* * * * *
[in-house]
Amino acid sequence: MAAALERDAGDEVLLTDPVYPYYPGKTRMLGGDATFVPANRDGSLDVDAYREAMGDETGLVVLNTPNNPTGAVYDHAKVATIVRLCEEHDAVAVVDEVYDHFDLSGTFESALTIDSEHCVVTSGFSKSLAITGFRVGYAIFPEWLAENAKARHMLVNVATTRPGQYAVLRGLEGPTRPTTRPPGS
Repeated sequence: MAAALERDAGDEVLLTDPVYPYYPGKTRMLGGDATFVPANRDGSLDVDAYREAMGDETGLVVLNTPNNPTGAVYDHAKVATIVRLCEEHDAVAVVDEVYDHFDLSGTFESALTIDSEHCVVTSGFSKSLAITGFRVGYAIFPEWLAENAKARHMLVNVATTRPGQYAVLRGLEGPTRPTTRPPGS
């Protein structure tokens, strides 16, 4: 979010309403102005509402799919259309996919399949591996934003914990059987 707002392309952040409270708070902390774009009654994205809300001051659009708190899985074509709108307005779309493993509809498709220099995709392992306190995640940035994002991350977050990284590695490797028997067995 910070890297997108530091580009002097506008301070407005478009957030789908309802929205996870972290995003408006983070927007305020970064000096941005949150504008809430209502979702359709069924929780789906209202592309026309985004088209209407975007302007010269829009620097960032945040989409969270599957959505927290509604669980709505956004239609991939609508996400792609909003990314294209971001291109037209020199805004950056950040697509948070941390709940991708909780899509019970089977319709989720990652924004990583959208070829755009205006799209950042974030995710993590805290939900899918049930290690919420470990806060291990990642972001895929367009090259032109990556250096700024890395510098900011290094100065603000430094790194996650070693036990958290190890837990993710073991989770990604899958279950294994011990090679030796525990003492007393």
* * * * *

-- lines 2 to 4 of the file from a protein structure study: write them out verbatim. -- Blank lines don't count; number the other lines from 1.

Amino acid sequence: MAAALERDAGDEVLLTDPVYPYYPGKTRMLGGDATFVPANRDGSLDVDAYREAMGDETGLVVLNTPNNPTGAVYDHAKVATIVRLCEEHDAVAVVDEVYDHFDLSGTFESALTIDSEHCVVTSGFSKSLAITGFRVGYAIFPEWLAENAKARHMLVNVATTRPGQYAVLRGLEGPTRPTTRPPGS
Repeated sequence: MAAALERDAGDEVLLTDPVYPYYPGKTRMLGGDATFVPANRDGSLDVDAYREAMGDETGLVVLNTPNNPTGAVYDHAKVATIVRLCEEHDAVAVVDEVYDHFDLSGTFESALTIDSEHCVVTSGFSKSLAITGFRVGYAIFPEWLAENAKARHMLVNVATTRPGQYAVLRGLEGPTRPTTRPPGS
């Protein structure tokens, strides 16, 4: 979010309403102005509402799919259309996919399949591996934003914990059987 707002392309952040409270708070902390774009009654994205809300001051659009708190899985074509709108307005779309493993509809498709220099995709392992306190995640940035994002991350977050990284590695490797028997067995 910070890297997108530091580009002097506008301070407005478009957030789908309802929205996870972290995003408006983070927007305020970064000096941005949150504008809430209502979702359709069924929780789906209202592309026309985004088209209407975007302007010269829009620097960032945040989409969270599957959505927290509604669980709505956004239609991939609508996400792609909003990314294209971001291109037209020199805004950056950040697509948070941390709940991708909780899509019970089977319709989720990652924004990583959208070829755009205006799209950042974030995710993590805290939900899918049930290690919420470990806060291990990642972001895929367009090259032109990556250096700024890395510098900011290094100065603000430094790194996650070693036990958290190890837990993710073991989770990604899958279950294994011990090679030796525990003492007393």